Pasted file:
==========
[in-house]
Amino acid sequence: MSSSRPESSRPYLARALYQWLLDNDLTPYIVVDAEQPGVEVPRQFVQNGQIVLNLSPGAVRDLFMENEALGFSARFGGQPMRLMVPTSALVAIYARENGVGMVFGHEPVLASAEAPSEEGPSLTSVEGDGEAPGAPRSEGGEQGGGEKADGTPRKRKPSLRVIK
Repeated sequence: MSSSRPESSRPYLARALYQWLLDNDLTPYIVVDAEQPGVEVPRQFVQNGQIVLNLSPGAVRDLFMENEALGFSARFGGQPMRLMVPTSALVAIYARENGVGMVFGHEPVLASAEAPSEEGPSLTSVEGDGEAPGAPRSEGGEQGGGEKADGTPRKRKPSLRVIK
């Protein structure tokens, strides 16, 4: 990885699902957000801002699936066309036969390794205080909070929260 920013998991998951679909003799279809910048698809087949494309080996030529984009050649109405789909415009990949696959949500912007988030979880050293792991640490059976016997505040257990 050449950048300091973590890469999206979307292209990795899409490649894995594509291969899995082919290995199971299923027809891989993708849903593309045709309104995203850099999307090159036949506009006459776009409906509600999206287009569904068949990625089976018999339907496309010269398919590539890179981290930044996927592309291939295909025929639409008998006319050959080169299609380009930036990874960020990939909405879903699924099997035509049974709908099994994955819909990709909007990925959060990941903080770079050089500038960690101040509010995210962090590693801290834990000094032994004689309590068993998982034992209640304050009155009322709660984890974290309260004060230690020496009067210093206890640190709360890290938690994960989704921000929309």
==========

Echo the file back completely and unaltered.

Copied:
[in-house]
Amino acid sequence: MSSSRPESSRPYLARALYQWLLDNDLTPYIVVDAEQPGVEVPRQFVQNGQIVLNLSPGAVRDLFMENEALGFSARFGGQPMRLMVPTSALVAIYARENGVGMVFGHEPVLASAEAPSEEGPSLTSVEGDGEAPGAPRSEGGEQGGGEKADGTPRKRKPSLRVIK
Repeated sequence: MSSSRPESSRPYLARALYQWLLDNDLTPYIVVDAEQPGVEVPRQFVQNGQIVLNLSPGAVRDLFMENEALGFSARFGGQPMRLMVPTSALVAIYARENGVGMVFGHEPVLASAEAPSEEGPSLTSVEGDGEAPGAPRSEGGEQGGGEKADGTPRKRKPSLRVIK
């Protein structure tokens, strides 16, 4: 990885699902957000801002699936066309036969390794205080909070929260 920013998991998951679909003799279809910048698809087949494309080996030529984009050649109405789909415009990949696959949500912007988030979880050293792991640490059976016997505040257990 050449950048300091973590890469999206979307292209990795899409490649894995594509291969899995082919290995199971299923027809891989993708849903593309045709309104995203850099999307090159036949506009006459776009409906509600999206287009569904068949990625089976018999339907496309010269398919590539890179981290930044996927592309291939295909025929639409008998006319050959080169299609380009930036990874960020990939909405879903699924099997035509049974709908099994994955819909990709909007990925959060990941903080770079050089500038960690101040509010995210962090590693801290834990000094032994004689309590068993998982034992209640304050009155009322709660984890974290309260004060230690020496009067210093206890640190709360890290938690994960989704921000929309």